After all, all, the Mahinda Government had collaboration with Indian State institutions to impart tri-lingual training scheme to teachers in Sri Lanka through its own institutions. The Gota dispensation can consider taking it forward, creating the right condition for linguistic equity as a step towards ethnic equality, even if in a limited way, to begin with.

TNA ‘ready’ to work…


Participating in the parliamentary debate for President Gota’s maiden address, TNA’s R Sampanthan opened up after a break on the Rajapaksas’ front, and declared that they were ready to work with President Gota to work out a political solution to address the aspirations of his Tamil community. Directly and indirectly, he also responded to President Gota’s public claims that he won his elections near-exclusive on the majority Sinhala votes (as the minority Tamils, Muslims and Upcountry Tamils overwhelmingly voted for his defeated rival Sajith Premadasa).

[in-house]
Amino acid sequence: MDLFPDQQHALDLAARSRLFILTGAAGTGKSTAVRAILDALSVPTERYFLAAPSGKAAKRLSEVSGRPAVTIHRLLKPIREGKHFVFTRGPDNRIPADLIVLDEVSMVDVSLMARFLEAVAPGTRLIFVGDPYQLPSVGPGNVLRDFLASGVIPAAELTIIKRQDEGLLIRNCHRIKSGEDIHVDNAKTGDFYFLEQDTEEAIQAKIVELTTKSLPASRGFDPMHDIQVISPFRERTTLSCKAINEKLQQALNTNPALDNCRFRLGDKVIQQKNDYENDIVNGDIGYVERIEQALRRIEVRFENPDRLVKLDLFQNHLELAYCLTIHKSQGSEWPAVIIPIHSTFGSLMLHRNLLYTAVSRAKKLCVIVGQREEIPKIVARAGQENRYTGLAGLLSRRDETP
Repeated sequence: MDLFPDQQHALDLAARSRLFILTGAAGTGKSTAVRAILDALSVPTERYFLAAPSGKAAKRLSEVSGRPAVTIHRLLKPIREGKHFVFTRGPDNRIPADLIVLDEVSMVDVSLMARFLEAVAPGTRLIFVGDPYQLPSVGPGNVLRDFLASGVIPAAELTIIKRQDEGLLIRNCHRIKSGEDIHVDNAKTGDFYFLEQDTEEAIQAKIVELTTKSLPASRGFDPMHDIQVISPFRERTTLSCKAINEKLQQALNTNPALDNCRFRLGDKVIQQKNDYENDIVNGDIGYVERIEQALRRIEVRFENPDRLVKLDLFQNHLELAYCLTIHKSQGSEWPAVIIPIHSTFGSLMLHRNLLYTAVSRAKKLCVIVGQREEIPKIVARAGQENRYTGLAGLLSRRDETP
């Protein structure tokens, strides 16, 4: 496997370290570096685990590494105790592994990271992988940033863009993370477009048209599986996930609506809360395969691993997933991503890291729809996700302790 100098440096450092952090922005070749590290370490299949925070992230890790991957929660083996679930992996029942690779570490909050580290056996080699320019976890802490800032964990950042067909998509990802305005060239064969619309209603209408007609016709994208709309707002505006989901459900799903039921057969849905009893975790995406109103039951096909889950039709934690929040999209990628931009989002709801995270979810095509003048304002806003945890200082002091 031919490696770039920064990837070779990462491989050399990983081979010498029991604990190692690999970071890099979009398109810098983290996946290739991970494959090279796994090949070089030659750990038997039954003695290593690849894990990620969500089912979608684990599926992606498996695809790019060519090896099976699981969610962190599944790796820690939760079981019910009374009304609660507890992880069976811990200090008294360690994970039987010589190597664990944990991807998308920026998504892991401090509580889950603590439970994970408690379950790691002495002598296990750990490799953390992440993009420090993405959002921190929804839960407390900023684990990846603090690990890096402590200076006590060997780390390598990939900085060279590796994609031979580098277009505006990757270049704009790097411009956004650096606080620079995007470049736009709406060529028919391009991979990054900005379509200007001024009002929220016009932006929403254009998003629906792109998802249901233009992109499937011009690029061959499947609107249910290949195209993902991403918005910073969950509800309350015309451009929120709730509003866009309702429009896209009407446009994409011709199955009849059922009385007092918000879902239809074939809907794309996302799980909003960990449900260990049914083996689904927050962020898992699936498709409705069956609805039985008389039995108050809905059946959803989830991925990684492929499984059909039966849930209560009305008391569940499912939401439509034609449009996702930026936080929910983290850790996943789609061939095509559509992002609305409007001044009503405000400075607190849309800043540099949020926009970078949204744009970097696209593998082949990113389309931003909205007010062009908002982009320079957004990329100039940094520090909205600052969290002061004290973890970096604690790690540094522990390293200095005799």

Talking about the Tamil vote, Sampanthan said: “You cannot capture their vote with the help of henchmen…. You will only capture their vote with the support of people who understand the legitimate aspirations of the Tamil people, their civilisation, their traditions, their language, their culture, their dignity and their self-respect. Those are fundamental. Therefore, we are prepared to work with you. Let us join together and bring peace and prosperity to this country.”